[A2k] Democratic revolutions and democracies in crisis

Philippe Aigrain (perso Wanadoo) philippe.aigrain at wanadoo.fr
Thu Feb 24 05:31:06 PST 2011


Comments are flowing on the Arab and Iranian democratic revolutions, of
which we see only the beginning. In a must read interview, Manuel
Castells stated : “the popular uprisings in the Arab world perhaps
constitute the most important Internet-led and facilitated change”.
Beyond the direct role of the Internet and information technology in
these movements, it is the anthropological and social transformations
that make them possible that merit our attention. New types of
individuals are born and grown up, wise, able to expose a political
deceit, to coordinate, to speak to each other beyond social or cultural
boundaries, to quickly adjust their behavior in face of previously unmet
situations. In my opinion, the practices afforded by information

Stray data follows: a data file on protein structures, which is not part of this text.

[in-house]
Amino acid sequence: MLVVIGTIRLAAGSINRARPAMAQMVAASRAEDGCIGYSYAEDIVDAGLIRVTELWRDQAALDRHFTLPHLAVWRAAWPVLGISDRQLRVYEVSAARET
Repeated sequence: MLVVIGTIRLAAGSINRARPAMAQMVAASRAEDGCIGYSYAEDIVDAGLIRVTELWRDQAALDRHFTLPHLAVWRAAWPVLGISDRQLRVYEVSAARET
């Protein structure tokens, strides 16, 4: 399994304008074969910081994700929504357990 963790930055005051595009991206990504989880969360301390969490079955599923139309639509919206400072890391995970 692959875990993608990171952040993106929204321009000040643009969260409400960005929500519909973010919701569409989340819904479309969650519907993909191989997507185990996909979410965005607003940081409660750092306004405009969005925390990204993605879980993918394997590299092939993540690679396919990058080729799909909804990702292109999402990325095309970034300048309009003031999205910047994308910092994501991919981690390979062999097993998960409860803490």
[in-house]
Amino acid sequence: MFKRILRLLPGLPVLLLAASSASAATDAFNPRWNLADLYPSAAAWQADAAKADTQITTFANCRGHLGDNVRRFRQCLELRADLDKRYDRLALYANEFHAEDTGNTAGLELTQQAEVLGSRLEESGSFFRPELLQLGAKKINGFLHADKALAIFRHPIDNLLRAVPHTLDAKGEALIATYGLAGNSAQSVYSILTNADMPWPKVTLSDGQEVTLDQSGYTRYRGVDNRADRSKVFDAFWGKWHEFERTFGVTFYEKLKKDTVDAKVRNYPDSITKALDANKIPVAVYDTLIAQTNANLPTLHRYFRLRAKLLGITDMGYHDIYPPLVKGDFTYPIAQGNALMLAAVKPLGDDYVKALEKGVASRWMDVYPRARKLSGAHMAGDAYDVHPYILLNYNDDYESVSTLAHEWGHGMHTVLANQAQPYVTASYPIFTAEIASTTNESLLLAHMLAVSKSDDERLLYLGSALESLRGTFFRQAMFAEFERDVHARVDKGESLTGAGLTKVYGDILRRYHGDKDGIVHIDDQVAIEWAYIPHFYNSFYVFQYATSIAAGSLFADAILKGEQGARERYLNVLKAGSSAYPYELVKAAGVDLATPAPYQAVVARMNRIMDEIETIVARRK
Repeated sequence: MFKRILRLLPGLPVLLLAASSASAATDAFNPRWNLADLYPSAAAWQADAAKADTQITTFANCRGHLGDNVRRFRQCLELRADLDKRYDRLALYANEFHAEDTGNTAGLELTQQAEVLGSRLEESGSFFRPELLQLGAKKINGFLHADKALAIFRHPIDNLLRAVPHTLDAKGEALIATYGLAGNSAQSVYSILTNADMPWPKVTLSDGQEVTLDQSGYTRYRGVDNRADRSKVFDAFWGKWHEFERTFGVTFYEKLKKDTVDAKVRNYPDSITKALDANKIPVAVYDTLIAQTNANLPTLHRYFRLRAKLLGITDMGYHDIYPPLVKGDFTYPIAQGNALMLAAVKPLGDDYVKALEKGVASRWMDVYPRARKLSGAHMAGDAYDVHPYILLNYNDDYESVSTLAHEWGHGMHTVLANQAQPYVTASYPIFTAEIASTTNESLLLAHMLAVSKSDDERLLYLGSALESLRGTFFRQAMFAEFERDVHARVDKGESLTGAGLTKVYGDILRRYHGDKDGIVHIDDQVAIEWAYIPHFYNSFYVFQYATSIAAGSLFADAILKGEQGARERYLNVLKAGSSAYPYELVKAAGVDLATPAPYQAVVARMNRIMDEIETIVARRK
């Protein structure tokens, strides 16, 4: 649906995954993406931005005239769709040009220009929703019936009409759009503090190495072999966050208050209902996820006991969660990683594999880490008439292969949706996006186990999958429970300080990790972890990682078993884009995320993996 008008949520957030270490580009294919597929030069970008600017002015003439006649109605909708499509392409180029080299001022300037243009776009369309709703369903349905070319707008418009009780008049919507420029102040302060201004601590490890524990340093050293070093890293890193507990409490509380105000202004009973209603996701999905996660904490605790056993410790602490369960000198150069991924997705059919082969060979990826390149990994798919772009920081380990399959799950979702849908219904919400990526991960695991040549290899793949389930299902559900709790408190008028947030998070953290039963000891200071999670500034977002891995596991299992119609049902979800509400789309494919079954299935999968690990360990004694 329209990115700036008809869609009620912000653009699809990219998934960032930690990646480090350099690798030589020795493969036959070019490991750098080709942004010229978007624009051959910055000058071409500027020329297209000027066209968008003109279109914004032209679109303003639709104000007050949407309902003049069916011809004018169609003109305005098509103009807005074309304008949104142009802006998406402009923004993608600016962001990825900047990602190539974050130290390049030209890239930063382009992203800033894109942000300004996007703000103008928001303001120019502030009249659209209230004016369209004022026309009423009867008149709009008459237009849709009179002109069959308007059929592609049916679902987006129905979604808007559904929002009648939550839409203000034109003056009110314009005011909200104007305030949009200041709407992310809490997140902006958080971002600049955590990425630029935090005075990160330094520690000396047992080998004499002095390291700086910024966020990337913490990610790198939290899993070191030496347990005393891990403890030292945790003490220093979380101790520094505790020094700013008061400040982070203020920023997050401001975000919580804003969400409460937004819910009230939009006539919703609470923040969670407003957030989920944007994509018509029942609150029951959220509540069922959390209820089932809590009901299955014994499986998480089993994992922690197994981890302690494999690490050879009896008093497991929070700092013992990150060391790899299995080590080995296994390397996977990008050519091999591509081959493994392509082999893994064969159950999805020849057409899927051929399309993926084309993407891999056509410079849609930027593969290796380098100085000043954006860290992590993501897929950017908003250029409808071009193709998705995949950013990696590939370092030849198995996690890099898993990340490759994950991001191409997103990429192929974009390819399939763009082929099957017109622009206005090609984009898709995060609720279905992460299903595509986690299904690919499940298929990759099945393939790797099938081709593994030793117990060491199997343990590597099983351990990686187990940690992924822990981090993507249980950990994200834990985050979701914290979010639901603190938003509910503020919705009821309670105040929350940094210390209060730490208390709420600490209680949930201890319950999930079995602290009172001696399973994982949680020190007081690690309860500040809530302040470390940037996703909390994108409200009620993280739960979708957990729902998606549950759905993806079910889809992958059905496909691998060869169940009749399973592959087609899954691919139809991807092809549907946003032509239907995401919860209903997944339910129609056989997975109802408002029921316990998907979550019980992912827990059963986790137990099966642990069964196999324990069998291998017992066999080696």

technology and the Internet were key to the birth of these new
capabilities, but their reach is not limited to where they were born.
When one cuts the Internet, one does not stop (or at least not before a
long time) the agency of those whom it empowered.

We knew all this, and nonetheless, our surprise is huge. We are faced
with the contingency of movements whose scale we did not anticipate, and
neither did their originators. Retrospectively, historians will recall
their antecedents and they will one day appear as part of a logical
process, but today, they are in the best sense, events that spring up
unexpectedly. To pay tribute to them, and express the fragile support of
my keyboard, I would like to explore the inspiration that can be drawn
from them by those who try to regenerate established but presently in
crisis democracies. Two precautions are needed. For once, it would be
absurd to confuse the situations of our respective countries: it is by
recognizing their differences that one can build a constructive
exchange. Furthermore, “democracy in crisis” is a tautology. It is the
essence of democracy, because citizens are permanent judges of the
imperfection of its state, to be always in crisis, always imperfect,
and, at best, being reinvented.

More at http://paigrain.debatpublic.net/?p=2884&lang=en





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